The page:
Pittsburgh Announces Plans for Hydroelectric Facility
At the end of January, Allegheny County Executive Rich Fitzgerald announced that the city of Pittsburgh was planning a new hydropower plant along the Ohio River.
Touted by Fitzgerald as a landmark environmental commitment, the project entails a 35-year agreement with Boston-based hydropower energy developer, Rye Development. According to reports, the company won favor with the county following a request for proposals in 2019, although the project has been in the works for a few years.
Allegheny Hydropower Plant
Slated to break ground later this year, the project still requires approval from the Army Corps of Engineers. However, the Pittsburgh Post-Gazette reports that the county claims the plant shouldn’t have any effect on recreation on the river. In a statement, the county went on to note that Rye planned on pursuing a low-impact environmental certification as it works to “ensure that the local river ecosystem is protected.”
“We are investing in future generations and the environment to make the quality of life here in southwestern Pennsylvania and Allegheny County everything it can be,” Fitzgerald said in a virtual press conference.
Planned to produce 17.8 megawatts of energy, the hydroelectric facility will be built at the existing Emsworth Main Channel Dam on the Ohio River across from Neville Island, sitting roughly two stories above the water levels. During construction, the project is expected to create up to 200 jobs, while after completion, the county intends to employ up to two full-time permanent positions.
Congrats to @Allegheny_Co & @ACE_Fitzgerald on your new commitment to low-impact hydropower in the #Pittsburgh region! https://t.co/X2vugB6cio #CarbonNeutral2037@PittTweet @PittMCSI @PittCSB @WaterPitt @Pitt_SOOS— Pitt Sustainability (@SustainablePitt) January 29, 2021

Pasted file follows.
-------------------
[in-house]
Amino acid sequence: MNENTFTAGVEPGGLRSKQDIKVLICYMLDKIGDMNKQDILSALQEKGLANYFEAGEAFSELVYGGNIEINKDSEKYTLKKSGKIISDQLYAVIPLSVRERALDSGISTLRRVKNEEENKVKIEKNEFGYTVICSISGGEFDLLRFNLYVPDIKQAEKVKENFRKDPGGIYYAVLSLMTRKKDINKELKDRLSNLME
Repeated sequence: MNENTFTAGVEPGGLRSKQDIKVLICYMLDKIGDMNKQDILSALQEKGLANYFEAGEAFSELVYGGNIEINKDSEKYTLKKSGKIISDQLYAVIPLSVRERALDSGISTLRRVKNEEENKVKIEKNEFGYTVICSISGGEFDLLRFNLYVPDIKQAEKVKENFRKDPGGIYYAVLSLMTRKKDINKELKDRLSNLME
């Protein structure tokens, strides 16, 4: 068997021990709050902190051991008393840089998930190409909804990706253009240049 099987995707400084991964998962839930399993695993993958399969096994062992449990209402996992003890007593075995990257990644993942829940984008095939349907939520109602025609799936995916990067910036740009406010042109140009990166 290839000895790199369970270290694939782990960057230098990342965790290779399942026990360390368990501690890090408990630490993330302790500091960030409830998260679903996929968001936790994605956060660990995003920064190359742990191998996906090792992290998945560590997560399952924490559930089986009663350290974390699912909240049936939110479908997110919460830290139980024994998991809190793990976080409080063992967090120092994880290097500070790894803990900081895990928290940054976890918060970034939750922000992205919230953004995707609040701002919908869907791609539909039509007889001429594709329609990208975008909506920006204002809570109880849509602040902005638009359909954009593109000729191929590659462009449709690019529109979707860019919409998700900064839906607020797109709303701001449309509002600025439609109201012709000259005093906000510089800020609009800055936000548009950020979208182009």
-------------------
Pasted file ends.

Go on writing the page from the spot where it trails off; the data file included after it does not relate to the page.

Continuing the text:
As previously mentioned, the project involves a 35-year agreement where the county will buy about 40% of the renewable energy produced by Rye once the plant is completed—which could be as early as mid-2023. Spokesperson Amie Downs reports that Allegheny County uses roughly 50,000 megawatt-hours a year to power operations and buildings such as the Allegheny County Jail and the Allegheny County Courthouse.
In shifting to buy energy from 100% renewable sources, Downs said the county currently buys much of its electricity through a consortium. Through the new hydroelectric plant, yearly emissions are expected to be offset equal to the power consumption of more than 3,400 households. Additionally, county leaders expect the arrangement to generate savings over the long term as it provides “a fixed rate and stability in [county] expenses” and should average about $125,000 a year over the contract’s term.
As for the remaining 60% of electricity produced, Rye intends to sell to other customers.
“With this action, Fitzgerald has signaled to other stakeholders in the community that new hydropower on existing dams will provide 24/7 renewable energy while also resulting in local infrastructure investment,” said Rye CEO Paul D. Jacob in a statement.
For the project, Rye estimates that the construction of the facility will cost roughly $50 million—paid for through infrastructure investments and money raised in financial markets—and will produce energy for about 80-100 years.
Besides the new hydrodam in Allegheny County, Rye is also developing 10 other hydropower projects in southwestern Pennsylvania.
The University of Pittsburgh has already reported that it intends to buy all the power produced by a Rye plant planned for the Allegheny River near the Highland Park Bridge.